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A Modern Production Of Lysistrata Essay

1098 words - 4 pages

In a modern day production of Lysistrata, a director’s role would involve the overseeing of the whole play making course and ensuring that all the cast members realize the vision of the production. This role covers all the steps of production from the interpretation of the script to the final performance. This means that the director has a say over a range of disciplines and has to have artistic vision. Lysistrata was produced in 411 B.C., at a time when Athens and Sparta had just concluded a two-decade long war and the general population was in despair. Comedies such as these were used then to communicate instructions to the people (mbc.edu). This essay will focus on the scene where Lysistrata has gathered all the women to convinces the to withhold sex from their husbands until they sign a peace treaty.
To realize the vision of the play, the script, set-up, costumes, stagecraft, sound design, and acting have to communicate a unified message with which the audience will relate. The script will be tailored to ensure that the audience can understand the play as it proceeds. This is in terms of the language and terms used. Though the language will not be modern, it will be English that can be understood by the audience. This will be English of antique England as it will give the play a feeling of ancient times. The scriptwriter will carry out research on the level of understanding the local people will have of ancient English so as to ascertain that the script matches this level. Although many plays of that era were sung and accompanied by dance, this play will be acted out with spoken word rather than songs. This is because speaking will ensure the audience hears the conversations as they go on and that they understand. This is also because the music and dance style of Greece in 411 B.C. has not survived and so may not be replicated.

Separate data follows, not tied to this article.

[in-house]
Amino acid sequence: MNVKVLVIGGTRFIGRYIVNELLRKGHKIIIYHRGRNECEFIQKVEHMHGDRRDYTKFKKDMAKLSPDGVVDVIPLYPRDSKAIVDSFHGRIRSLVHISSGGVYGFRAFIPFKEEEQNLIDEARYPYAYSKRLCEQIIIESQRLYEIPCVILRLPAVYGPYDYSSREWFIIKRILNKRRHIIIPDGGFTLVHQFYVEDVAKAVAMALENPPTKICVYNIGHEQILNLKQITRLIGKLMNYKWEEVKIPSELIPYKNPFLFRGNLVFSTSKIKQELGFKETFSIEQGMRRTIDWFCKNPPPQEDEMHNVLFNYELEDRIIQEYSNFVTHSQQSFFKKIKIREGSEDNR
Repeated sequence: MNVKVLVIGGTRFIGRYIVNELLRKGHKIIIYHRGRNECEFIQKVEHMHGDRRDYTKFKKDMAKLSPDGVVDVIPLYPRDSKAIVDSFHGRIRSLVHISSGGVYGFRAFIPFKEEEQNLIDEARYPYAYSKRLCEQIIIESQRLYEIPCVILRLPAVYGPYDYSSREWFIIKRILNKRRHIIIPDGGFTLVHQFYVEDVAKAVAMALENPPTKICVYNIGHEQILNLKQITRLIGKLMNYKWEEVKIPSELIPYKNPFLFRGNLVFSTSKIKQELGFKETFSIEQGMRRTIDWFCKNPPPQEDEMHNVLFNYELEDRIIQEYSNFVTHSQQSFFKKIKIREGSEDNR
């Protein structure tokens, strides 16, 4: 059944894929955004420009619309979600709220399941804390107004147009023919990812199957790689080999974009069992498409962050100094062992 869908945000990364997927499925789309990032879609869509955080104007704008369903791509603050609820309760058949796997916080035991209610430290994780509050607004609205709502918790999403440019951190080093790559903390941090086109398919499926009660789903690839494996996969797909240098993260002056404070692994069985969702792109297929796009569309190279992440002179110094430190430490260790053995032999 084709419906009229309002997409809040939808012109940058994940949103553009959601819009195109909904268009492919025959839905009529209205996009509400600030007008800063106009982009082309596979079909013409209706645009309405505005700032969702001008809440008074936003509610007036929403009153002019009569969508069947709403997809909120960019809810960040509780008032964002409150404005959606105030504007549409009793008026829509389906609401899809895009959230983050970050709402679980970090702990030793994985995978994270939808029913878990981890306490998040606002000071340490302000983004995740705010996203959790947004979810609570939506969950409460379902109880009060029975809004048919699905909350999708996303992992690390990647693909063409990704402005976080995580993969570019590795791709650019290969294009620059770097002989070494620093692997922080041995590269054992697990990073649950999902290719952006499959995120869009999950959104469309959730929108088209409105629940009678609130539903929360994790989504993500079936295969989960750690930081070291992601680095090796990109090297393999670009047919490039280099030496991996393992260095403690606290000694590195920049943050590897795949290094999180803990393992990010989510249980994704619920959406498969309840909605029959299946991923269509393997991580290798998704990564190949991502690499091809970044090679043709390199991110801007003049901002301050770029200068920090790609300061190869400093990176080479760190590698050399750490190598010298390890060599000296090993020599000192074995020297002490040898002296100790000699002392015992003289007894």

In the play, Lysistrata gathers women from all over Greece in one place and talks to them. There is no explanation of how she manages to get all the women to attend the meeting. For this scene, the play will employ supporting cast to represent the crowd of women. These women will need to sound like a crowd, and so microphones and sound effects will be used. In 411 B.C. Greece, there were no microphones and the women would have had to shout to hear each other. The women will sit in a semi-circle, with Lysistrata positioned at the center of the semi-circle. She will stand on a slightly raised surface to be seen by the crowd and speak at the top of her voice. This set up will ensure that all the women can reasonably see and hear Lysistrata. This will avoid any issues of a surreal setting and make sure that the play is believable.
The costume designer will be instructed to dress the women in the scene in ancient costumes from Greece. These have to be plausible based on research into the past. The women’s hair and make-up will also have to match the style adapted during that period. This will serve to portray a real...

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